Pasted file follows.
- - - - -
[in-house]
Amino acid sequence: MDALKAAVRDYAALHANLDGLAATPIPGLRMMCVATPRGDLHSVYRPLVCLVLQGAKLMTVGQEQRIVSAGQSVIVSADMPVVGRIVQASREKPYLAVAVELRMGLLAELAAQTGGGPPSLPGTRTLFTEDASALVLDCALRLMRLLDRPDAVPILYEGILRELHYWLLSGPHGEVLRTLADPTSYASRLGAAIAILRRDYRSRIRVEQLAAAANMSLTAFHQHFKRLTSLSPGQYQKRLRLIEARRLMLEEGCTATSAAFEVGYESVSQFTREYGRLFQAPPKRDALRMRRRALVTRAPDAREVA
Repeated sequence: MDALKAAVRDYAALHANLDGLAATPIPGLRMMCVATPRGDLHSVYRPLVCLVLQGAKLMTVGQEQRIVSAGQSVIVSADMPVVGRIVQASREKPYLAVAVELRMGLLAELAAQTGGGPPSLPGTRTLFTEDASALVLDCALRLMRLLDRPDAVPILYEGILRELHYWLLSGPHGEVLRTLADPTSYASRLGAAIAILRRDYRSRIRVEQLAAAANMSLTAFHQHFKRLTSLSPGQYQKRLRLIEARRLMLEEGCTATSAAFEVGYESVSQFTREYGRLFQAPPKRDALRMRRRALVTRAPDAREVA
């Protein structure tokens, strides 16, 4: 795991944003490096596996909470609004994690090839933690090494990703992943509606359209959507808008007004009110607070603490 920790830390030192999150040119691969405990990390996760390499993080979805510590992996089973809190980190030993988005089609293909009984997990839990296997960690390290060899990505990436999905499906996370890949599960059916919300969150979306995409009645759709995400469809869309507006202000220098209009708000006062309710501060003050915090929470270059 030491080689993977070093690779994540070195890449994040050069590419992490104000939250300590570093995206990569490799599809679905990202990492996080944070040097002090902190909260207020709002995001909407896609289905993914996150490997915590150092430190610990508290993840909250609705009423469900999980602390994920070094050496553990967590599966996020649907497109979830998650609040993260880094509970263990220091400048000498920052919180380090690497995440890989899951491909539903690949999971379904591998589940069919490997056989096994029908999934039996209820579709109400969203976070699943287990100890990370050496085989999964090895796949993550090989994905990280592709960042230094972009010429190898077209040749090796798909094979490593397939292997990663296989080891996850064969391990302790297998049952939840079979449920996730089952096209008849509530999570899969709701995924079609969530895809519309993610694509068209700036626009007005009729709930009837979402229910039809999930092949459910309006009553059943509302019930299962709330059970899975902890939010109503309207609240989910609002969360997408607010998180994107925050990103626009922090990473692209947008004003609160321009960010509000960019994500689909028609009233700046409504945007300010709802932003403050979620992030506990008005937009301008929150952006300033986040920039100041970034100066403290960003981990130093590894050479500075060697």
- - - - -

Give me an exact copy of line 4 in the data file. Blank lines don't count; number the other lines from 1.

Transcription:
């Protein structure tokens, strides 16, 4: 795991944003490096596996909470609004994690090839933690090494990703992943509606359209959507808008007004009110607070603490 920790830390030192999150040119691969405990990390996760390499993080979805510590992996089973809190980190030993988005089609293909009984997990839990296997960690390290060899990505990436999905499906996370890949599960059916919300969150979306995409009645759709995400469809869309507006202000220098209009708000006062309710501060003050915090929470270059 030491080689993977070093690779994540070195890449994040050069590419992490104000939250300590570093995206990569490799599809679905990202990492996080944070040097002090902190909260207020709002995001909407896609289905993914996150490997915590150092430190610990508290993840909250609705009423469900999980602390994920070094050496553990967590599966996020649907497109979830998650609040993260880094509970263990220091400048000498920052919180380090690497995440890989899951491909539903690949999971379904591998589940069919490997056989096994029908999934039996209820579709109400969203976070699943287990100890990370050496085989999964090895796949993550090989994905990280592709960042230094972009010429190898077209040749090796798909094979490593397939292997990663296989080891996850064969391990302790297998049952939840079979449920996730089952096209008849509530999570899969709701995924079609969530895809519309993610694509068209700036626009007005009729709930009837979402229910039809999930092949459910309006009553059943509302019930299962709330059970899975902890939010109503309207609240989910609002969360997408607010998180994107925050990103626009922090990473692209947008004003609160321009960010509000960019994500689909028609009233700046409504945007300010709802932003403050979620992030506990008005937009301008929150952006300033986040920039100041970034100066403290960003981990130093590894050479500075060697």